No takers for clean films, rues Rama Raju
Haricharan Pudipeddi [ Sun, Jul 14, 2013 ]
- Chennai, July 14 (IANS) Debutant director Rama Raju's Telugu drama "Mallela Theeram Lo Sirimalle Puvvu" (MTLSP) couldn't have a big release and he says only films that are commercially satisfying will find takers, not a clean film like his.
"Mallela Theeram Lo Sirimalle Puvvu", which released July 5, managed to find only four to five screens.
On the same day, Telugu dubbed version of Tamil film "Singam 2" released in over 50 screens in Andhra Pradesh (AP). The film reportedly minted over Rs.3 crore in the opening weekend in the state.
"I'm not against dubbed films being released in AP, but how come a straight Telugu film is not given the due importance. Distributors turned down my film because I made a clean film. They don't want to promote a clean film and instead choose films that are highly commercial," Raju told IANS.
"Producer and distributors force you to spice up your film with songs, dance and some skin show. Its not like audiences don't want to see good films, but sadly cinema is more or less a business of money. People want to earn profits on their investment and are least bothered about the films being made," he added.
Raju's MTLSP, which released in fewer screens at odd hours, got thumbs up from critics. One of the critics called the film "fresh and dignified".
"My film was released in small theatres that are usually flocked by masses. It was being screened at odd hours. My film is a family drama and it needs multiplex audiences to appreciate its creativity, but except one multiplex, rest turned me down," he said.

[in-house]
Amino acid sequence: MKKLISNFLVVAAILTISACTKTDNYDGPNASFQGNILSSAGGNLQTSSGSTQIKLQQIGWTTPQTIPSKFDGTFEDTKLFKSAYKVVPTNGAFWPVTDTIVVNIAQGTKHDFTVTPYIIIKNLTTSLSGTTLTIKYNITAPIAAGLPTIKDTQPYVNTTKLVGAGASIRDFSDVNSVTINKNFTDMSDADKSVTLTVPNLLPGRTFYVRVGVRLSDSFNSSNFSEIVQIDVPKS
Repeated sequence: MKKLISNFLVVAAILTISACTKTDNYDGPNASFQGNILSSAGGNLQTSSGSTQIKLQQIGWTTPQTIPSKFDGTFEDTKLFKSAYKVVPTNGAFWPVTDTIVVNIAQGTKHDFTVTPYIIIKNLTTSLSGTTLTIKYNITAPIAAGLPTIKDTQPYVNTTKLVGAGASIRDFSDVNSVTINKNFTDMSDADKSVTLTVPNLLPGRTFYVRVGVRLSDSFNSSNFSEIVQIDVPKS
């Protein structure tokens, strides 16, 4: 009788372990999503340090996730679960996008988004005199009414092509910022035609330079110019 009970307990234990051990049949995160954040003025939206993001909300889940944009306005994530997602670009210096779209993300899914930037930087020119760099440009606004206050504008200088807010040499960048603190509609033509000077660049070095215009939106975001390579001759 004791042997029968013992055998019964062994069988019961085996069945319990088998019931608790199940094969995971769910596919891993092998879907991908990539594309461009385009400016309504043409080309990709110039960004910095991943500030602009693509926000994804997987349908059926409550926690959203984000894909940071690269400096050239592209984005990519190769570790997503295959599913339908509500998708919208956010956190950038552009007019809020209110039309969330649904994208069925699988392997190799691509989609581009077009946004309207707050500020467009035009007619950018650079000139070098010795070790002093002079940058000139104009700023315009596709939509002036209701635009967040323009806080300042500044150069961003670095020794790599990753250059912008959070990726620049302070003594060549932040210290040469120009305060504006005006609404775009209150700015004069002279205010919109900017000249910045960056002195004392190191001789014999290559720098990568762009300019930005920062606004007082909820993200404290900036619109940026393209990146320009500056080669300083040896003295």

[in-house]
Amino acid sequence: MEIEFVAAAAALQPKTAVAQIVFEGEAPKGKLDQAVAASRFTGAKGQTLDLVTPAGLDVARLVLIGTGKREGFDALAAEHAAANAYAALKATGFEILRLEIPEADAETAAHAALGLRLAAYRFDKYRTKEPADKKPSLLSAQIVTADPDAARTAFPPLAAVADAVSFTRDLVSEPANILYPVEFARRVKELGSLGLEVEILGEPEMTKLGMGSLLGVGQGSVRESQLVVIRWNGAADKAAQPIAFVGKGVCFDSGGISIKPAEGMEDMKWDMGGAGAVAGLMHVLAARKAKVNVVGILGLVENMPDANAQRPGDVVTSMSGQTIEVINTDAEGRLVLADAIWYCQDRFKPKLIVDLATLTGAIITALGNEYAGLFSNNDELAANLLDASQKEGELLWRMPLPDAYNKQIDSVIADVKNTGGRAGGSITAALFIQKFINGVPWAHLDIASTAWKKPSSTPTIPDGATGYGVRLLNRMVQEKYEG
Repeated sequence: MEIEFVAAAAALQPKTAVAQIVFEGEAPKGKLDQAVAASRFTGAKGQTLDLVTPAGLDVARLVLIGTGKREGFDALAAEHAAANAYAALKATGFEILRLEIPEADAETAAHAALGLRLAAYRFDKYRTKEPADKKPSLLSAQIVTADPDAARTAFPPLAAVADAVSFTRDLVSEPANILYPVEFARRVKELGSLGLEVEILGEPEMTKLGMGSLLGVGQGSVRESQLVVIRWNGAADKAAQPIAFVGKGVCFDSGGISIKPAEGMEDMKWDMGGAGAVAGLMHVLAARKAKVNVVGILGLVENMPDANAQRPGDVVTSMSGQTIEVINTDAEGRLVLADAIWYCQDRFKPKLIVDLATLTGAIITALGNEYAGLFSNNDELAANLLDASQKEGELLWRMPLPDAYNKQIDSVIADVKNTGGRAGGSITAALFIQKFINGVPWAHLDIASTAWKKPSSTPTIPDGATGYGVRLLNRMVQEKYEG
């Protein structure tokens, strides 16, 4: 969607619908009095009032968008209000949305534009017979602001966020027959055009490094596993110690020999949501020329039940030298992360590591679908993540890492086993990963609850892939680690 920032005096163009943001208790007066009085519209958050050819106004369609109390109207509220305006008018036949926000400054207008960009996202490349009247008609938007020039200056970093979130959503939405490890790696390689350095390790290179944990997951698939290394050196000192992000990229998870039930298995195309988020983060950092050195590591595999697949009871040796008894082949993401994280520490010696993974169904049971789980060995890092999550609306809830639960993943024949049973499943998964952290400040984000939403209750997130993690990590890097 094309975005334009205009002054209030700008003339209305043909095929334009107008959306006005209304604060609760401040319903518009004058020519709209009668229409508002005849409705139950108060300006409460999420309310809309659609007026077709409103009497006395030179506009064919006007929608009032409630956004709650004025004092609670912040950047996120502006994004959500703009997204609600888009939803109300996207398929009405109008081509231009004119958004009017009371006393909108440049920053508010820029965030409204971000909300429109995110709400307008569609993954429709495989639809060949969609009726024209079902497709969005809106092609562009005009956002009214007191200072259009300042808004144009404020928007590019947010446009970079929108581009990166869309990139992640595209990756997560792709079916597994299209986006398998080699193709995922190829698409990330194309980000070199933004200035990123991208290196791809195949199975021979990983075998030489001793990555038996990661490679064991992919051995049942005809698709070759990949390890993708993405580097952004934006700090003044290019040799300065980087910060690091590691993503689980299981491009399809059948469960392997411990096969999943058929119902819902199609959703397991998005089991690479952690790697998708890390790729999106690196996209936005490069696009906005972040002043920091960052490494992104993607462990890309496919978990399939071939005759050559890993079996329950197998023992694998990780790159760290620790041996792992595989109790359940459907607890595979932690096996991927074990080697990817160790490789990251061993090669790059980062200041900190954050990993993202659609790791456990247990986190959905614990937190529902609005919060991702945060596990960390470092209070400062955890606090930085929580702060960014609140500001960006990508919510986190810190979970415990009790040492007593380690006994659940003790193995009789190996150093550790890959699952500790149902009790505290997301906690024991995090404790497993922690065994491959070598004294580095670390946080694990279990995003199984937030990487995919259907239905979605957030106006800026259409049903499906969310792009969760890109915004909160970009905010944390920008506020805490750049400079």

Didn't you try to sell your film to any distributor?
"Nobody wants to buy it because it's a clean film. They told me that they couldn't even break even with a film like this, let alone earn profits. I want industry to respect good films. This is why we don't have an Anurag Kashyap in Telugu cinema," said Raju, who faced similar situation while trying to sell satellite rights of his film.
"I thought I could make some money through satellite rights. But sadly, the situation was worse. Even for television screening, a film should comply with commercial requirements, which unfortunately my film didn't meet. I was being paid much less than what I had originally anticipated," he said.
Raju doesn't expect any changes in the system, but is happy that word of mouth publicity is helping his movie.
"Cinema and politics in Indian can't be changed. We can only debate about it. I wish all films are treated equally and are not divided on the basis of budget and cast. Those who watched my film, spoke about it and that's why it's still running in the second week," he added.
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Why do you think Telugu films never go to any international film festivals?
"Because most of our good films never come out and even if they do, hardly anyone get to see them. I understand the economics of the film industry, but that doesn't mean you discard good films and back films that can earn money," said Raju.
Asked if he will continue making clean films, he said: "This has been a good experience for me. I will continue making films, but I think I will need to spice it up because I don't see change happening. I won't make it commercial though."